Air Optix AquaSo: if you're looking for a good optometrist who specializes in contact lenses, takes his time, doesn't charge the Earth, is prepared to be creative with your insurance plans, and you're in the Seattle area, try Tony Pool, O.D.. He is convenient to downtown, in that his office is half a mile from the Edmonds railway station, which is served by the Sounder train, Amtrak, and loads of metro buses, while his "other office", is at a Target store in Lake Stevens, WA (I have to admit I have no idea where that is...). The Edmonds office not only has free parking nearby, but even charging stations - a new one on me. Dr. Pool is clearly economical - he has no receptionist, and his offices are in the basement of an office building, meaning he doesn't have to pay for a shop front or a vapid person answering the phone. It may not help employment or the economy, but it sure helps my wallet. Edmonds, WA, by the way, is a cool little town, with an enjoyable waterfront and a cute downtown.

Why do I say Pool is a good optometrist? I suppose I've been seen by some 12 optometrists, in three diferent countries, over my contact lens wearing years. Pool, who I found in both my insurance plans' databases, got my monovision prescription bang right, hole in one. This isn't necessarily easy, you have to have a fair amount of experience, and he completely understood what I was after when I tested his correction using small lettering in a browser on my Blackberry Z10 phone. Getting continuous vision right from small lettering at 12 inches out to infinity is pretty impressive - and I've been wearing monovision lenses since the 2000's. He also (and no other optometrist ever did this) made me take my contact lenses out, and put new ones in, myself, while he watched. Others always did this themselves - and when you watch the patient, you can easily establish whether or not they are careful, and have the experience they say they have.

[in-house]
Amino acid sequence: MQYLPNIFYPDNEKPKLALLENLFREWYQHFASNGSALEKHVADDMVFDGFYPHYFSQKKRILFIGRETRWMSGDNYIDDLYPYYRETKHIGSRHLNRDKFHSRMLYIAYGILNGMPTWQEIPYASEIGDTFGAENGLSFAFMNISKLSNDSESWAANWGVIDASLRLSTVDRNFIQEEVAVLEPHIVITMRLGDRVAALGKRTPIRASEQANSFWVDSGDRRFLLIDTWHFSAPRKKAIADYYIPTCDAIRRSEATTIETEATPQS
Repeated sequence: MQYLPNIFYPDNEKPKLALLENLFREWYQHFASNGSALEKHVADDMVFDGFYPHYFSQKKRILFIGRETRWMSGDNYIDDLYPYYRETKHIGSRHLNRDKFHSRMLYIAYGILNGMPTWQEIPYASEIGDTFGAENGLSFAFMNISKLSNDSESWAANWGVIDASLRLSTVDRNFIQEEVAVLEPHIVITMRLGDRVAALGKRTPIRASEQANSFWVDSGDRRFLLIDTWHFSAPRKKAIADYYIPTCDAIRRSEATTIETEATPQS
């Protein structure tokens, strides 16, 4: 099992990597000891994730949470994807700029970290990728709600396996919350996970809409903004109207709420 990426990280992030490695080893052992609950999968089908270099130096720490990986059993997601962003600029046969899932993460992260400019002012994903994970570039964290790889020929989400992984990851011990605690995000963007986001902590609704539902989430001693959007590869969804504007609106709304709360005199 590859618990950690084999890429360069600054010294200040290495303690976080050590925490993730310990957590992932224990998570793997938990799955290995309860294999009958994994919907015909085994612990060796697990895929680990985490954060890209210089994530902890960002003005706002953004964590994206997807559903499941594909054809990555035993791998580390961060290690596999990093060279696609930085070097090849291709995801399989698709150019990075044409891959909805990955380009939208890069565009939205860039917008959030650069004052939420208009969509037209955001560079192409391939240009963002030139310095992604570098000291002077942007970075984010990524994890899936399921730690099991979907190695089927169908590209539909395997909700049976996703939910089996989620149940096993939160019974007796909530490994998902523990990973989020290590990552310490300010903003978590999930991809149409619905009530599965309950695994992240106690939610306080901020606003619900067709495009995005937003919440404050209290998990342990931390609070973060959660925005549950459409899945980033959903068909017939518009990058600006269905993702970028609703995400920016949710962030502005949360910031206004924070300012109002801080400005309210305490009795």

My contact lenses I get from a Brooklyn outfit - they may not take orders (even online) on the Shabbat or the High Holy Days, but their customer service is excellent, they have some rock bottom pricing, and ship quickly. After more than a decade, I have to yet find better pricing - my optometrist had it Costco has the best pricing on contacts, I went and checked and they do have very good pricing, even if the staff at the optical counter in my new local Costco is not exactly friendly, but at least on my Air Optix Aqua EZ Contacts beat even Costco, by a dollar per box, and no tax and no shipping charges.

I can't really give you a contact lens recommendation, as I don't know enough about the difference between different people's eyes, there really isn't a reason why what works for me would work for you. This especially since I've been wearing extended wear contacts since the 1980s, and monovision correction since the 2000's. Extended wear (these days I sleep in my contacts six nights, that used to be 30, but I am getting more careful with my eyes) is harder on the eye than a "normal" contact lens, monovision, I assume, adds strain to that, but I've used Purevision, Air Optics Night & Day, both for 30 nights, then switched to the cheaper 6 night Biofinity lenses, and now have switched to Air Optix "regular" Aqua, equally approved for 6 nights, which are cheaper still. Much to my delight, that is, because they're more comfortable for me than the Biofinity's.